I breath prayers after I lay down the pages. This path will be hard, not for the faint of heart, but the faithful of heart. There will be mountains to climb, rocky and steep. There will be days when it seems their efforts are not enough. Knowing her, I expect she is fully aware, trusting in the God who leads us through uncharted waters with only Himself as the light. When the storms come, and they will come, she will learn to hold to an unchanging hand.
I send a message to her that I am just a phone call away and will be here if she sends out an SOS. I determine to begin a letter to my friend in the coming days, and I write their names on my prayer list.
The next morning Steven Curtis Chapman sings on the CD player, music lifting the atmosphere and turning our hearts heavenward and away from the burdens of life. As I help Sweet William prepare for the day, Steven is singing our song, “I Will Be Here,” and the words ring true: “When the mirror tells us we’re older, I will hold you, and I will be here . . . I will be true to the promise I have made, to you and to the One who gave you to me. I will be here.“
I remember the vows made, me in a white dress and him in a black tuxedo, making promises before God and the company gathered, not knowing what they would require of us. We both had on rose-colored glasses standing there in the church and for many months after. But eventually the rose fades and we see clearly that life is hard. God never turned loose of either of us, determined to pour out His grace and complete the work He planned.
Almost fifty years later, Sweet William and I cherish the vows we made to one another, knowing they have tested us, tried us, and kept us committed to one another in spite of ourselves. We were called to a hard obedience, a faithfulness only made possible by a faithful God infusing His strength in us by the power of the Holy Spirit.
I think of my friend starting a new journey into the unknown, and I recognize obedience will be required, when things are going well and when they are not. God will be there in it all, calling forth His strength in them when the task is beyond their own.
When I’m feeling loved and happy, when I’m feeling all alone When I’m failing to remember all the love that I’ve been shown Every beat of my heart is another new place to start to know This is a moment made for worshipping
And I wonder if the hard obedience, the moving forward when God calls us to follow, the days we press on by sheer grit, tenaciously believing God is with us in this . . . can this be counted as worship?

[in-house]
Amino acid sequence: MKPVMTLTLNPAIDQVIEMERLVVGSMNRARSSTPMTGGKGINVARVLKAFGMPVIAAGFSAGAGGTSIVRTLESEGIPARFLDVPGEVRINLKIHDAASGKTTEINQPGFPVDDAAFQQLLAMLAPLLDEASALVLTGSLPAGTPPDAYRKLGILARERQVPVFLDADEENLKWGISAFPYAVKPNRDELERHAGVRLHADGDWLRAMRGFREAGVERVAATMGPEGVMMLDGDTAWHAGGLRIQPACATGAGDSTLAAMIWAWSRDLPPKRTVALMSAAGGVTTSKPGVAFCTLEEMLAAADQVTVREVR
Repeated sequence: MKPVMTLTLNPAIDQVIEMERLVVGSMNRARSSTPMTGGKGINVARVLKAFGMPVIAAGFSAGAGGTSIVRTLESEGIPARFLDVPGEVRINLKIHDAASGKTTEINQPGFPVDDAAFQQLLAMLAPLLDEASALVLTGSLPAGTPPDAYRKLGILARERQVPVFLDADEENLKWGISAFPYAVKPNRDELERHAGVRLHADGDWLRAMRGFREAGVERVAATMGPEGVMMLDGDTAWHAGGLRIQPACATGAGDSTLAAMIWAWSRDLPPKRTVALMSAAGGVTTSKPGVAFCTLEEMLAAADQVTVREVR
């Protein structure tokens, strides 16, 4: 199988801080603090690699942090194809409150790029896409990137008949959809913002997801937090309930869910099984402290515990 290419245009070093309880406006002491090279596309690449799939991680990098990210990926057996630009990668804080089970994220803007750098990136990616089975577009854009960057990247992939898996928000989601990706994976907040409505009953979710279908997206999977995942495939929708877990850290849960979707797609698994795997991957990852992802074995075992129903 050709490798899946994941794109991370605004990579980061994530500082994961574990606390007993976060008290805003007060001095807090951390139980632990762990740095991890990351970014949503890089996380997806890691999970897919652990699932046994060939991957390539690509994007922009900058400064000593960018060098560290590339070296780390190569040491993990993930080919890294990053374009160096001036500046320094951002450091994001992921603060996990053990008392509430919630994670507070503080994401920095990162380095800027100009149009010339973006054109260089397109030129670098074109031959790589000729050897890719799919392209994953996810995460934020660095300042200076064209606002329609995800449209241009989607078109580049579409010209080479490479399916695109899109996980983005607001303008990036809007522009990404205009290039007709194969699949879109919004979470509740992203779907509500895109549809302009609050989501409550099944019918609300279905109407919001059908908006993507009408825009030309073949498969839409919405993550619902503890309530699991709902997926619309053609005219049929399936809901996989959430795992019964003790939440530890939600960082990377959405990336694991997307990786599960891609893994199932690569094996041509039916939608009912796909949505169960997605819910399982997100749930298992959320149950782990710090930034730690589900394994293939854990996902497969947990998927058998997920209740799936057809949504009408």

When we keep trying though we are weary . . .
When we get up after falling down yet again . . .
When we love by our actions because the feeling is faint . . .
When the tears flow down because we don’t understand the plan . . .
When we follow not knowing where He leads . . .
When we’re tempted to give up but know that only Christ Jesus has the words of Life . . .
The hard obedience, counted as worship. May it be so.
Spring presses herself onward while winter clings with a tight-fisted hold.
I walk the yard and notice the signs of beginnings. The crocuses by the front porch surprise me every year. Buds on branches are full. The forsythia bush opens tender flowers despite the cold. And daffodils by the side of the house bloom enough for a bouquet on the kitchen table
I listen to the sounds of the season, early bird choruses, frogs croaking in puddles, geese fluttering as a pair, abandoning the flock, preparing to nest.
The trees in my yard are winter bare, awaiting the surge to bring forth life again, except for one oak by the drive. It clings to last year’s leaf collection, all dry and brown, unwilling to turn loose.
Like the oak tree, I sometimes cling to an old and lifeless past. I bear scars, but wounds are meant to heal. What happened cannot be undone, only forgiven. I may wish I’d made a wiser choice, used better words, walked a path less traveled, treasured a relationship, opened my heart, but I cannot ask for a do-over.
Sometimes I long for what was but is no more, binding me to yesterday, unable to move forward or rejoice in today. Or I simply crave another’s perceived Facebook life, assuming it is better and easier, seen though my lens of discontent.
I’m clinging to dead leaves.
Old journals and picture albums stir memories and the emotions of life events: birthday celebrations and holidays, vacations and family gatherings. Remembering is good. The past shows where God led me. I was there. Now I am here by His grace. There’s no turning back or retracing of steps. The road leads forward, and I must press on, laying aside weights and sins, regrets and longings, that are heavy like a burdensome backpack.